Still, the similarities between the Senate and House proposals - including a shared push to spend surplus cash on construction projects rather than borrowing - mark a dramatic turnaround from the acrimony of last year's budget battle.

"We're only a week into the session, and we're a lot closer than we were last year toward the last week of the session," said House Speaker Greg Curtis after Valentine briefed him on the proposals.

But Curtis, R-Sandy, warned that deciding which taxes to trim could trigger a clash. The House wants to explore a further reduction in the sales tax on food and a cut in the state's share of the property tax.

Senators reject a further reduction in the grocery tax and want to finish overhauling the income tax before considering a cut in property taxes.

A proposal to unify the sales tax rate on food statewide - by removing local sales tax options from groceries - intrigues both houses, but for different reasons. The House sees it as another step toward complete elimination of the grocery tax. The Senate sees it as tax simplification.

Other Senate Republican caucus priorities are public employee raises, higher education and transportation.

The senators indicated they not only would meet Huntsman's $320 million recommendation for new public education spending, but also see it as a bare minimum. The GOP senators say they also would support so-called school-choice programs, including vouchers and private tuition tax credits.

"We can match or exceed the governor's recommendations," Valentine said, but warned that senators may disagree on how that money is spent. "We want to focus on technology in the classroom, on increasing the salaries of the teachers in the classroom. We may have different focuses, but the dollar amounts we can match."

Huntsman is pleased with the direction the legislative proposals are headed, said spokesman Mike Mower. "Regardless of what plan ultimately takes shape, it's clear that Utah students are poised to be the winners at the end of this session."

gwarchol@sltrib.com



Competing budget proposals

* SENATE REPUBLICANS: Education increase of $320 million (minimum); tax cut of $150 million from income tax and various other credits.
* HOUSE REPUBLICANS: Education increase of $300 million; tax cut of $300 million from undetermined taxes.
* GOV. JON HUNTSMAN JR.: Education increase of $320 million; tax cut of $100 million from income tax.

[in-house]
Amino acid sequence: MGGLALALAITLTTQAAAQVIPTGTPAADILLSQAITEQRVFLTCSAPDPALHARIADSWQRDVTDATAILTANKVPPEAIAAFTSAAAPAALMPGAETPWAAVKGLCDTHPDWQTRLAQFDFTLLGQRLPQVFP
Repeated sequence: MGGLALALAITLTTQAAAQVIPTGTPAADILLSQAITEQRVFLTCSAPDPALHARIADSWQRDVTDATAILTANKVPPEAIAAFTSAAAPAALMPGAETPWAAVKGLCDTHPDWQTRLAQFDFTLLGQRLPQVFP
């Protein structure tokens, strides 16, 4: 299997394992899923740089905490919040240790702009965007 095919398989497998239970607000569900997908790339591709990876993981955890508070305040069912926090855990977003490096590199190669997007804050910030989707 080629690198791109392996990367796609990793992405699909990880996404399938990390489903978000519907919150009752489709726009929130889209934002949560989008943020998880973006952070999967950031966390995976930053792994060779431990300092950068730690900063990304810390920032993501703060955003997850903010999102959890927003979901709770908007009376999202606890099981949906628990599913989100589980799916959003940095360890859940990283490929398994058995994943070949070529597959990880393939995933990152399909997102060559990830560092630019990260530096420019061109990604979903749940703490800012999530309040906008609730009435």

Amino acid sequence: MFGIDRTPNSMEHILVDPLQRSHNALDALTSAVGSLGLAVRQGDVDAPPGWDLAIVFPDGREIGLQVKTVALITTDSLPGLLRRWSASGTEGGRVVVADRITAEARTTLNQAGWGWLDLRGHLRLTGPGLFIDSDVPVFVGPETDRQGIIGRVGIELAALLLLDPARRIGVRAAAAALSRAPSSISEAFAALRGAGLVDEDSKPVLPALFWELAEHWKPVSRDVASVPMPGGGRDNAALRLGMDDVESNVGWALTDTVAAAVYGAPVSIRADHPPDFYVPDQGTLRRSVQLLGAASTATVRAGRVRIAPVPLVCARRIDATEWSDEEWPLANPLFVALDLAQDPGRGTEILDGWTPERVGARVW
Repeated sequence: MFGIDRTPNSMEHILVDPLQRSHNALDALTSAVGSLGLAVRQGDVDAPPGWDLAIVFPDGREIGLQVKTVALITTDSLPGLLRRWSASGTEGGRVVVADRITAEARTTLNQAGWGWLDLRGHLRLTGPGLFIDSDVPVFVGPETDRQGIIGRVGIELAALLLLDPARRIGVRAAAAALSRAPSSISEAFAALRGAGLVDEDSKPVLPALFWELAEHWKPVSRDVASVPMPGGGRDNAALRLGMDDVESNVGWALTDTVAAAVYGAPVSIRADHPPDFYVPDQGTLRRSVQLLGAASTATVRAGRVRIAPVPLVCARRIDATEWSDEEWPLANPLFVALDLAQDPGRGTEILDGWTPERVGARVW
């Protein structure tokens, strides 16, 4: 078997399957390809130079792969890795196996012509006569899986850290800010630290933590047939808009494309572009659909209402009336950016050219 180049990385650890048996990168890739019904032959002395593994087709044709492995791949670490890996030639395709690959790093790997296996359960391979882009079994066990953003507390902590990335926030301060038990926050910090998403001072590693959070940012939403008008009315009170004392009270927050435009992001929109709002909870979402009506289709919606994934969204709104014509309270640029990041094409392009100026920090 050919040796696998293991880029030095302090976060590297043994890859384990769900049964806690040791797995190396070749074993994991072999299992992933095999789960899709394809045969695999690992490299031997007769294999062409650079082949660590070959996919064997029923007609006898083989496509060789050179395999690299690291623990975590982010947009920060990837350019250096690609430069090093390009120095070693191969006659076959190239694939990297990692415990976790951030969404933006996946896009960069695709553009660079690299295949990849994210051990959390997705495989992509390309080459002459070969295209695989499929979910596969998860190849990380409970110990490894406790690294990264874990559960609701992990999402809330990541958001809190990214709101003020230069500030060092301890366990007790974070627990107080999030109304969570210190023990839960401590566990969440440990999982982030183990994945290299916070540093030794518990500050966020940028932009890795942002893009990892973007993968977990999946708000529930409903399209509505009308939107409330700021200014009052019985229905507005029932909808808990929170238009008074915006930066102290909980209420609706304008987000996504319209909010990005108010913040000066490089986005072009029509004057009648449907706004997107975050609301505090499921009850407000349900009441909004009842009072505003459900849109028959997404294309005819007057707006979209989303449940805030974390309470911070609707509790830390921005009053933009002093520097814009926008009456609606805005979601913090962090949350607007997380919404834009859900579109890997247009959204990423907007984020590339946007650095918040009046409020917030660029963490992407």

1/27/2007 9:43 PM  
Anonymous a teacher said...

I like these proposals because we are giving a tax cut and trying to fund education at the same time. I THANK YOU for the effort.

Not let's put our ACTIONS and ATTITUDE where our money is going. Let's work to reduce the politics that come up and agendas such as those from special interest groups. I would love to have legislators in the schools OFTEN to teach about government and civics. Let's expand the JA program to teach about economics. Let's continue to fund the parent-run reading tutoring programs and have reading specialists in schools. Let's encourage and make efforts to have schools become more community-oriented. Let's get more businesses involved--for example engineers could come into classrooms to augment science and math curriculums. With their hands-on demonstrations and resources they have, they could really do a lot. Let's give local governments some say in educational policy decisions instead of just bieng from state or district levels. Let's work to find and create private grants and such that can be used to pay for certain much-needed programs and such. Let's increase the interaction and collaboration between parents and teachers. Let's stop the diatribes and agendas against teachers and realize that a lot of us are trying the best we can and DO care about kids. It doesn't help when the negative is emphasized and the disrespect you see is shown (yes many teachers need to take that same advice).

In short, let's ALL work together to improve things without all the political agendas and overtones. If I had my way too, I'd cut special interest groups (yes all of them) out of the equation entirely.

1/28/2007 9:50 AM